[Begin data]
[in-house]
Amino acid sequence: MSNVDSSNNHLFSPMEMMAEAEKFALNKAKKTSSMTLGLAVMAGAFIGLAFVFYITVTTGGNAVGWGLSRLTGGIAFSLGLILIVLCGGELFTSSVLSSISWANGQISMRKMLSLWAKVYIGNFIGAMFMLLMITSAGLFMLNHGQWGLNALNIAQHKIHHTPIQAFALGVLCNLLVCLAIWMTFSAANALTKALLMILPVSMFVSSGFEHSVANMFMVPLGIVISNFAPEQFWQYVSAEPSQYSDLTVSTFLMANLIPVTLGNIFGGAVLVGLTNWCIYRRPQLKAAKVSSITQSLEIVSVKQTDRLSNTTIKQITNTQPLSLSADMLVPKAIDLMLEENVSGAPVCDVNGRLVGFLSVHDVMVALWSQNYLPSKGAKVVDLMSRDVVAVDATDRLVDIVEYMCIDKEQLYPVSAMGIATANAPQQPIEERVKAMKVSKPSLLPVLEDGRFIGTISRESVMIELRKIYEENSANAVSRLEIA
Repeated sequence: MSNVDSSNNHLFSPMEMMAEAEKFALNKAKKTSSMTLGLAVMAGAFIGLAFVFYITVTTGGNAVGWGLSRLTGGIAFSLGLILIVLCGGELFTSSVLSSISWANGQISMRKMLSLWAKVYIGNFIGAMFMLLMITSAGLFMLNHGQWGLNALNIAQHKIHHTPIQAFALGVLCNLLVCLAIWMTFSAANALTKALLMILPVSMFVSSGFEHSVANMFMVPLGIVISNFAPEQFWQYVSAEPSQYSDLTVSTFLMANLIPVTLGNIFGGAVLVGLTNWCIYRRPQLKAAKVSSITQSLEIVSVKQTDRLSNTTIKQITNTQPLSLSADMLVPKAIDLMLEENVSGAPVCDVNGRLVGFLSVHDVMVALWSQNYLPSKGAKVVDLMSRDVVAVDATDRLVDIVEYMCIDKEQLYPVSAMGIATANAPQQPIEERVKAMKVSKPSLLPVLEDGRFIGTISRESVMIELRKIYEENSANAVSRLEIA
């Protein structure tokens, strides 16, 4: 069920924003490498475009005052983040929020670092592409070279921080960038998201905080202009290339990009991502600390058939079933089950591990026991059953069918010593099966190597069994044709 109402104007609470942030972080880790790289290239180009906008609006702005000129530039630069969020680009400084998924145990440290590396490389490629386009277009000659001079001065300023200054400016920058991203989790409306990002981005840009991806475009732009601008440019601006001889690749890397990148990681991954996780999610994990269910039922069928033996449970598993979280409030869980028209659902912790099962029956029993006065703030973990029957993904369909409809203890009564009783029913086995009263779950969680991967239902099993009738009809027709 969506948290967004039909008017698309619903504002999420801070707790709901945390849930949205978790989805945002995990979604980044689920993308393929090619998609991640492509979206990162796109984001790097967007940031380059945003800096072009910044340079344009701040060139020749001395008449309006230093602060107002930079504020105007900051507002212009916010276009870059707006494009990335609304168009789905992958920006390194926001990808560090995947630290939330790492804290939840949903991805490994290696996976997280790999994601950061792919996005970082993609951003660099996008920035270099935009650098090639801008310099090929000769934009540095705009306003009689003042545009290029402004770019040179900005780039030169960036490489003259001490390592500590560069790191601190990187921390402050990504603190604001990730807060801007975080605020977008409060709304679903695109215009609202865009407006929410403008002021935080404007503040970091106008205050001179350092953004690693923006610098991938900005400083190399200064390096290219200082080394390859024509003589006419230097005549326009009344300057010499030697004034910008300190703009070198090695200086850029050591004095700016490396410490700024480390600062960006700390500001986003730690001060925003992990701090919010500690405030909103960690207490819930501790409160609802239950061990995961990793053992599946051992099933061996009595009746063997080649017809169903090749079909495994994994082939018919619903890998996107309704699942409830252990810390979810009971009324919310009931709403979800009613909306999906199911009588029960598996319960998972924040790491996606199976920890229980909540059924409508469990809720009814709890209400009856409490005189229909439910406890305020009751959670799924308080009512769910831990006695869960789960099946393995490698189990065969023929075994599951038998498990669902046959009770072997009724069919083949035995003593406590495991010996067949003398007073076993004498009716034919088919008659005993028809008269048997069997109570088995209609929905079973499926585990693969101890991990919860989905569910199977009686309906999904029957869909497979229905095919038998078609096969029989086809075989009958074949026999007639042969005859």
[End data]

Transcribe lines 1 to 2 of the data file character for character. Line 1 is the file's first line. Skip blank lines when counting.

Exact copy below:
[in-house]
Amino acid sequence: MSNVDSSNNHLFSPMEMMAEAEKFALNKAKKTSSMTLGLAVMAGAFIGLAFVFYITVTTGGNAVGWGLSRLTGGIAFSLGLILIVLCGGELFTSSVLSSISWANGQISMRKMLSLWAKVYIGNFIGAMFMLLMITSAGLFMLNHGQWGLNALNIAQHKIHHTPIQAFALGVLCNLLVCLAIWMTFSAANALTKALLMILPVSMFVSSGFEHSVANMFMVPLGIVISNFAPEQFWQYVSAEPSQYSDLTVSTFLMANLIPVTLGNIFGGAVLVGLTNWCIYRRPQLKAAKVSSITQSLEIVSVKQTDRLSNTTIKQITNTQPLSLSADMLVPKAIDLMLEENVSGAPVCDVNGRLVGFLSVHDVMVALWSQNYLPSKGAKVVDLMSRDVVAVDATDRLVDIVEYMCIDKEQLYPVSAMGIATANAPQQPIEERVKAMKVSKPSLLPVLEDGRFIGTISRESVMIELRKIYEENSANAVSRLEIA